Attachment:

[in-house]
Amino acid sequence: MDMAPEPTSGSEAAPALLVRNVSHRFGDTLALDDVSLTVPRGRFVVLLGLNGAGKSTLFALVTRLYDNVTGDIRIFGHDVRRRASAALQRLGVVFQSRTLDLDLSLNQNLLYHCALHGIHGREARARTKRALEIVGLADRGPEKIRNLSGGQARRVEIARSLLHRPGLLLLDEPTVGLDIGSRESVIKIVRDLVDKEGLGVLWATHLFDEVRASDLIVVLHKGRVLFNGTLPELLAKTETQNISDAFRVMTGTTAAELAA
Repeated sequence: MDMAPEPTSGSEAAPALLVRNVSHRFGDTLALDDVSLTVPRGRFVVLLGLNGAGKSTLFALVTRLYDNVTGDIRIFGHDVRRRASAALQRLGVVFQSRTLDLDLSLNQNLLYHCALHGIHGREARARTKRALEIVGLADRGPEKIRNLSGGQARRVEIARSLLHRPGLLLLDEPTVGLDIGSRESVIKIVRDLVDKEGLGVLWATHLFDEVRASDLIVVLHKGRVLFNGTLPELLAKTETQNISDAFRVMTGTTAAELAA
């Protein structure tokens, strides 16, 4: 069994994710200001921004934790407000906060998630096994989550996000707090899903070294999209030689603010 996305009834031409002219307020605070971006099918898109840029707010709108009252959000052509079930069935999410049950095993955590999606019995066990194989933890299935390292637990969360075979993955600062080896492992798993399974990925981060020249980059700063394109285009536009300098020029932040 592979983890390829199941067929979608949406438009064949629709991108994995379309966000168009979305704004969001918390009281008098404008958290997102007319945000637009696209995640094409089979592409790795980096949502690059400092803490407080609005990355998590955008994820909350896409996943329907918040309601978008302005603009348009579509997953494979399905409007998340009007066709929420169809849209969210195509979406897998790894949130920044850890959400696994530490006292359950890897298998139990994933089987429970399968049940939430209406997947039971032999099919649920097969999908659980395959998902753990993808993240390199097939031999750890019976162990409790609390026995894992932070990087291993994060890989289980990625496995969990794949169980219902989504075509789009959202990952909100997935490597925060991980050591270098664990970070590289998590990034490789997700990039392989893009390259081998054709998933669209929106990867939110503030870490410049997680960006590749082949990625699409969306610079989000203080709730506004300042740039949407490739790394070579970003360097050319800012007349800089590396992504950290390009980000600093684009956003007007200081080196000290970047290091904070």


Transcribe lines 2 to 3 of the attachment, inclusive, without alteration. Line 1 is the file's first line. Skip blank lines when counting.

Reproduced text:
Amino acid sequence: MDMAPEPTSGSEAAPALLVRNVSHRFGDTLALDDVSLTVPRGRFVVLLGLNGAGKSTLFALVTRLYDNVTGDIRIFGHDVRRRASAALQRLGVVFQSRTLDLDLSLNQNLLYHCALHGIHGREARARTKRALEIVGLADRGPEKIRNLSGGQARRVEIARSLLHRPGLLLLDEPTVGLDIGSRESVIKIVRDLVDKEGLGVLWATHLFDEVRASDLIVVLHKGRVLFNGTLPELLAKTETQNISDAFRVMTGTTAAELAA
Repeated sequence: MDMAPEPTSGSEAAPALLVRNVSHRFGDTLALDDVSLTVPRGRFVVLLGLNGAGKSTLFALVTRLYDNVTGDIRIFGHDVRRRASAALQRLGVVFQSRTLDLDLSLNQNLLYHCALHGIHGREARARTKRALEIVGLADRGPEKIRNLSGGQARRVEIARSLLHRPGLLLLDEPTVGLDIGSRESVIKIVRDLVDKEGLGVLWATHLFDEVRASDLIVVLHKGRVLFNGTLPELLAKTETQNISDAFRVMTGTTAAELAA